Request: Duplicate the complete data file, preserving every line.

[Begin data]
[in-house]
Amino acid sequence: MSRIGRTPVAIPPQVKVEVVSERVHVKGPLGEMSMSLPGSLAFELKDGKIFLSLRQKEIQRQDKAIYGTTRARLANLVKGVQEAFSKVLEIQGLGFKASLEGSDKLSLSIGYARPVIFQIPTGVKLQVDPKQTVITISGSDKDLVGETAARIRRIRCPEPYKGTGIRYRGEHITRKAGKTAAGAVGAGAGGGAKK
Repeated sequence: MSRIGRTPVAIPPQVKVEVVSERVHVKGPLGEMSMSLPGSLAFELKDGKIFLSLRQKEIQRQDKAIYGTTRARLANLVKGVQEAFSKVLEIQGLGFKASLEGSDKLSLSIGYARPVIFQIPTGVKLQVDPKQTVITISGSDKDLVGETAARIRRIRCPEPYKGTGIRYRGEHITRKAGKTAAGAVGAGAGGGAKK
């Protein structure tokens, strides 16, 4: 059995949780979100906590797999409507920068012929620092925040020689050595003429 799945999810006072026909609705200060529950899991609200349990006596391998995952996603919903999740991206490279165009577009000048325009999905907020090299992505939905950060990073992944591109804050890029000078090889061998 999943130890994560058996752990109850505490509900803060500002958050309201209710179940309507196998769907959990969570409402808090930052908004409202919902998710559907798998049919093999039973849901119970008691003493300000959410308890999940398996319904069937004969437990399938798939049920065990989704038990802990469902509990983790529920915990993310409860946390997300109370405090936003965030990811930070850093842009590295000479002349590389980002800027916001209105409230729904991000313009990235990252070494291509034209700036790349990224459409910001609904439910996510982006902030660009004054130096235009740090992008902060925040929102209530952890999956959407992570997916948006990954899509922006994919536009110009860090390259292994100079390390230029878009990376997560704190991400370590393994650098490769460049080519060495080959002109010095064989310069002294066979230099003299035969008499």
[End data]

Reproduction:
[in-house]
Amino acid sequence: MSRIGRTPVAIPPQVKVEVVSERVHVKGPLGEMSMSLPGSLAFELKDGKIFLSLRQKEIQRQDKAIYGTTRARLANLVKGVQEAFSKVLEIQGLGFKASLEGSDKLSLSIGYARPVIFQIPTGVKLQVDPKQTVITISGSDKDLVGETAARIRRIRCPEPYKGTGIRYRGEHITRKAGKTAAGAVGAGAGGGAKK
Repeated sequence: MSRIGRTPVAIPPQVKVEVVSERVHVKGPLGEMSMSLPGSLAFELKDGKIFLSLRQKEIQRQDKAIYGTTRARLANLVKGVQEAFSKVLEIQGLGFKASLEGSDKLSLSIGYARPVIFQIPTGVKLQVDPKQTVITISGSDKDLVGETAARIRRIRCPEPYKGTGIRYRGEHITRKAGKTAAGAVGAGAGGGAKK
């Protein structure tokens, strides 16, 4: 059995949780979100906590797999409507920068012929620092925040020689050595003429 799945999810006072026909609705200060529950899991609200349990006596391998995952996603919903999740991206490279165009577009000048325009999905907020090299992505939905950060990073992944591109804050890029000078090889061998 999943130890994560058996752990109850505490509900803060500002958050309201209710179940309507196998769907959990969570409402808090930052908004409202919902998710559907798998049919093999039973849901119970008691003493300000959410308890999940398996319904069937004969437990399938798939049920065990989704038990802990469902509990983790529920915990993310409860946390997300109370405090936003965030990811930070850093842009590295000479002349590389980002800027916001209105409230729904991000313009990235990252070494291509034209700036790349990224459409910001609904439910996510982006902030660009004054130096235009740090992008902060925040929102209530952890999956959407992570997916948006990954899509922006994919536009110009860090390259292994100079390390230029878009990376997560704190991400370590393994650098490769460049080519060495080959002109010095064989310069002294066979230099003299035969008499």